But this principle has no relevancy in so far as this case is concerned, because no meeting was commenced for the general to act. A passage in Halsbury's Laws of England, 2nd Edn., was referred to substantiate the wellknown principle that at a meeting properly held, the Chairman cannot adjourn the meeting or dissolve it while any of the business for which it was called remains untransacted. This again is a principle which is indisputable, but unfortunately inapplicable to the facts of this case. Mr. Nainar Sundaram thereafter quoted the following three decisions : National Dwellings Society v. Sykes, 1894 3 Ch 159, John Kennedy Carruth v. Imperial Chemical Industries, Ltd., 1937 AC 707 and Narayan Chetti v. Kaleeswarar Mills, Ltd., : AIR1952Mad515 .
In so far as the first case is concerned, it deals with the duties of a Chairman. The second case concerns itself with an annual meeting which was properly convened and held. The third cited precedent also sets out the well-known ratio that the Chairman of a meeting is not entitled to stop the meeting at his own will and pleasure. I am afraid these cases have no real bearing on the point at issue in the applications under consideration.
On more than one occasion I have indicated that there has not been a commencement of the meeting at all and it is, therefore idle to speculate whether there was a holding of the meeting.
Lastly, he contended that this Court has no power to call for a meeting and that S. 186 of the Companies Act is an interdict against the Court for calling for an annual general meeting. This Court, no doubt, is conscious of the limitations prescribed by S. 186 of the Act. But the learned counsel has failed to appreciate that the direction asked for in C.A. No. 131 of 1967 is not to call for an annual general meeting, but to appoint a Chairman to supervise and preside over the annual general meeting to be called for by the Board of Directors. In fact, on an earlier occasion and under similar circumstances, this Court did appoint a Chairman for this very fund. In C.A. No. 138 of 1963 (Mad.), Ramamurti J., who disposed of the said application, observed:
'There is ample inherent power in the Court to give directions asked for. As I mentioned already, on two prior occasions, under somewhat similar circumstances, on one occasion Ganpatia Pillai J. and on another occasion Ramachandra Iyer J. (as he then was) issued similar directions. My attention has been drawn to a Bench decision of the Allahabad High Court in British India Corporation v. Robert Menzies, : AIR1936All568 , in which it was held that the company Court has got ample inherent jurisdiction to issue directions for the purpose of enabling the company to perform its statutory duties as provided in the Companies Act. In this case, it is obvious that the company has got to perform its statutory duty of convening an annual general body meeting and several important matters and businesses have got to be transacted at that annual general meeting. it is for no fault of the company that it is not in a position to convene the meeting and it is clear that this is a case in which the company ought to and is anxious to perform and carry out its statutory duties. under the circumstance, I am of opinion that this Court has ample inherent jurisdiction to issue necessary and appropriate directions both to direct the company to perform its statutory duty and also to enable the company to perform its statutory duty.'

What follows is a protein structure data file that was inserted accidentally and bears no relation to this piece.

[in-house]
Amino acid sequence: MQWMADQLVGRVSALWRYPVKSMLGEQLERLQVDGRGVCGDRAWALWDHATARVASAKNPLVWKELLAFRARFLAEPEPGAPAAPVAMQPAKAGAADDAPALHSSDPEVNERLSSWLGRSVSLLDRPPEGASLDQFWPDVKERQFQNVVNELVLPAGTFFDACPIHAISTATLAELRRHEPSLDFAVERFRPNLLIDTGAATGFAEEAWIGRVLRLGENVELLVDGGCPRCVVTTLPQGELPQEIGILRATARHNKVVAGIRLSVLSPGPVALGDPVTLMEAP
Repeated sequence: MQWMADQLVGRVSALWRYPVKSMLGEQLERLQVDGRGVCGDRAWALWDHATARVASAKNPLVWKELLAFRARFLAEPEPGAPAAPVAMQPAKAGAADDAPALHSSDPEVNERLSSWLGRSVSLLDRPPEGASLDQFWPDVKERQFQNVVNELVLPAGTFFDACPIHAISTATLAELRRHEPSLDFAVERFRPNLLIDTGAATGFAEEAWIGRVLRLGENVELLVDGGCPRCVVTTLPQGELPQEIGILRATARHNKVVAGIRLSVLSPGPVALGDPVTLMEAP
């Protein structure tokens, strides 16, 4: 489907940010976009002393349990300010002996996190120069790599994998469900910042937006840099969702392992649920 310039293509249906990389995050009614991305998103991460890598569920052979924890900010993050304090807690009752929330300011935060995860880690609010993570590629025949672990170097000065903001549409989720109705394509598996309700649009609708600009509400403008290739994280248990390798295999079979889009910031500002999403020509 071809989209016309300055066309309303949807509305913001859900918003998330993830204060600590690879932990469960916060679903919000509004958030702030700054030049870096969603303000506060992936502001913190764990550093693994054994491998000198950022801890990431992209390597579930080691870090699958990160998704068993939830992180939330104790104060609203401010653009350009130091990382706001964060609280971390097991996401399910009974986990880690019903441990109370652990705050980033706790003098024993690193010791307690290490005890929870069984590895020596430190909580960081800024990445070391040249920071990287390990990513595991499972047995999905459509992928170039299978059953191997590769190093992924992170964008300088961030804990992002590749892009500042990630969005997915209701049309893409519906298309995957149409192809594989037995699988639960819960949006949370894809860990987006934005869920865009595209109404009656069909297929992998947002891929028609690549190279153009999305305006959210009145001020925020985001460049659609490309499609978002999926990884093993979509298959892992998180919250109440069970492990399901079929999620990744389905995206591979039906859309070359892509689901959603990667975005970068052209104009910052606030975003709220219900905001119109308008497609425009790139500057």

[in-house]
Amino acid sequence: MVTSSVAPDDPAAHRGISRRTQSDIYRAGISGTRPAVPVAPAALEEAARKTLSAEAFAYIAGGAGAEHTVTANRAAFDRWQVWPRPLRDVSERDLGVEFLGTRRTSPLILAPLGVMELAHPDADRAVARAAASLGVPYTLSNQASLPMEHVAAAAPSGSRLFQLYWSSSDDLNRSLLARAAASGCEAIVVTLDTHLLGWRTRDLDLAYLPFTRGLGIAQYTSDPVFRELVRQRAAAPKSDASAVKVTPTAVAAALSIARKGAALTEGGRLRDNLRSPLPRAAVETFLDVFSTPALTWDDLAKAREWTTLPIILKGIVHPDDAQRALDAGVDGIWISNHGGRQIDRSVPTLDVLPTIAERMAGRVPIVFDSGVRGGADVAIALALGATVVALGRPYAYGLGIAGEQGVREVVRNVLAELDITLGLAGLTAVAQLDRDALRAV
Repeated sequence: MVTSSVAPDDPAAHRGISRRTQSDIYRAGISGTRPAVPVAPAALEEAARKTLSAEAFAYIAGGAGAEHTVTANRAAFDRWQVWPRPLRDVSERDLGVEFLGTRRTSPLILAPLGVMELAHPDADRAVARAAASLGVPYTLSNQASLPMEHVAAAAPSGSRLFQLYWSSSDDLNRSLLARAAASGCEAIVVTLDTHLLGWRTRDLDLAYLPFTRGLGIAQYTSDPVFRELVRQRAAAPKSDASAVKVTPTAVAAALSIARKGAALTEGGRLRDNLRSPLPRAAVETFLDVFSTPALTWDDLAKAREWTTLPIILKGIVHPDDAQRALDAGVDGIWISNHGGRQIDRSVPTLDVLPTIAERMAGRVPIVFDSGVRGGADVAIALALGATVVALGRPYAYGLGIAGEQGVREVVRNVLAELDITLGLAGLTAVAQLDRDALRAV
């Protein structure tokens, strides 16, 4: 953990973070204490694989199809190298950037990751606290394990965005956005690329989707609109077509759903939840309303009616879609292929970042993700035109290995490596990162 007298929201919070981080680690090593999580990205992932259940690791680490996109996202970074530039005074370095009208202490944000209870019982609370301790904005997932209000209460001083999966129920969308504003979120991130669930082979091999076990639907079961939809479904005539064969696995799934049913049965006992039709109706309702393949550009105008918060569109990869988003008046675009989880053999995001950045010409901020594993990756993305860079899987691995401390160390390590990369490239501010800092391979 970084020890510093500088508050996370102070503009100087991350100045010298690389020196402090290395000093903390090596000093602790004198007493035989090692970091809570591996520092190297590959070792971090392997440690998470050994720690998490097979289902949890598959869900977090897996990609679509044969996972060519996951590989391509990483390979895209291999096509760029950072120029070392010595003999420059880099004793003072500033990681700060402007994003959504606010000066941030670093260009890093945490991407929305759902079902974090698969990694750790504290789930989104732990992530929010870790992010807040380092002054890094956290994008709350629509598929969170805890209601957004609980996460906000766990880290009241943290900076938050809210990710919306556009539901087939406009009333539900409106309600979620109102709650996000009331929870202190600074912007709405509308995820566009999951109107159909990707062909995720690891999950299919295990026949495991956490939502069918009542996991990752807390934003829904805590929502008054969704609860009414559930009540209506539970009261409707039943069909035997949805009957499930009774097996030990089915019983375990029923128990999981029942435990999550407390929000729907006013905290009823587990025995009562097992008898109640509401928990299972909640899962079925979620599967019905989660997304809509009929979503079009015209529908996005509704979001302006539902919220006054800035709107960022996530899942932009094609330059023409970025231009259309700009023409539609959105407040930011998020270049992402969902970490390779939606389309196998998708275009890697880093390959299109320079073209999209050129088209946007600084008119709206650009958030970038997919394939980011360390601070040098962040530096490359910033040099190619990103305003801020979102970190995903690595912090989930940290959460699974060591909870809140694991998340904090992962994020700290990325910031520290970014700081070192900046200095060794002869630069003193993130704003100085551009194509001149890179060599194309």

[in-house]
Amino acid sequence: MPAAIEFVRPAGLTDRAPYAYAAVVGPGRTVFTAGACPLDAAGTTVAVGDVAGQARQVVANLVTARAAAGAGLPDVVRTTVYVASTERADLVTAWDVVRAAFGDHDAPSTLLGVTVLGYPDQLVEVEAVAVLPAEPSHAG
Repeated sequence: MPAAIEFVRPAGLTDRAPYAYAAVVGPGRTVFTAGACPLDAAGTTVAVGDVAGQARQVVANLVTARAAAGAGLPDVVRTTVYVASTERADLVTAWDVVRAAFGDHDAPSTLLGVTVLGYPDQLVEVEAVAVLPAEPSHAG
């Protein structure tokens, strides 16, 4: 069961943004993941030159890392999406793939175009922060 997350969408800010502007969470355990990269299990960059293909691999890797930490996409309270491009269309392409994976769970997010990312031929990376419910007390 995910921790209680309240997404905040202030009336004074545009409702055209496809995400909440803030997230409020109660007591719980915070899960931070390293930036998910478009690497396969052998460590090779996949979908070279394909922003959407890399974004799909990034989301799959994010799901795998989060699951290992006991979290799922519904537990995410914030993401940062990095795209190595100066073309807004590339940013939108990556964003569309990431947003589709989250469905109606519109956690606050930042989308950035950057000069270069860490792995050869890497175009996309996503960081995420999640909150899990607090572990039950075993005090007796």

I respectfully agree with the observations of the learned Judge and find that C.A. No. 131 of 1967 is maintainable and this Court has got jurisdiction to issue the directions prayed for, as without which there will be a stalemate and the apprehension in the mind of the Fund and the Board of Directors who are statutorily obliged to call for the annual general meeting can never be relieved and there is every possibility of history repeating itself.
(8) Mr. N.C. Raghavachariar appearing for the Fund quoted certain relevant passages. He invited my attention to Palmer's Company Precedents, 17th Edn. at p. 492, which states that if a meeting has to be dissolved, members who remain behind cannot continue the business, Albert Crew on Public Company and Local Government Meetings, 16th Edn., at p. 164, is of the opinion that a meeting can of course be adjourned before any business is done.
(9) I am satisfied that in the circumstances of this case the direction asked for by the Fund to appoint an independent Chairman to preside over the annual general body meeting which it propose to call for is justified and this Court is obliged to give such a direction, because it has to assist the Fund in doing and performing its statutory obligations. To avoid impracticable situations arising and repeating themselves and to enable the Fund to discharge its statutory duty to conduct the annual general meeting peacefully, prayer 2 in C.A. No. 131 of 1967 is ordered. The Commissioner to be appointed as Chairman will decide at the meeting as to the manner in which the election of the directors should take place, to wit, whether it should be by ballot or by show of hands. It is also left to him to decide as to how and in what manner proxy votes should be received or rejected, as the case may be. Having regard to all the circumstances, I am of the view that an Advocate of this Court should be appointed as Chairman of the proposed meeting, so that he could conduct the proceedings in accordance with law. Sri. K. Venkateswara Rao, Advocate, is appointed as Commissioner to perform the functions of a Chairman at the meeting to be convened by the Fund. The applicant shall pay a sum of Rs. 750 in the first instance to him within a week from this date. The actual amount of remuneration shall be fixed later.
(10) If the meeting has, therefore, not commenced at all and has not been consequentially held by the Board of Directors, respondents 2 to 5 continue to be the Directors because they could only retire when the annual general meeting is held. In this case I have held that the annual general meeting has not been so held. Therefore, the applicant in Application No. 124 of 1967, is not entitled to the relief asked for in the Judge's summons praying for an interdict against respondents 2 to 5 from exercising the functions as directors of the Fund. C.A. No. 124 of 1967 is, therefore, dismissed. There will be no costs in both the applications.
(11) Order accordingly.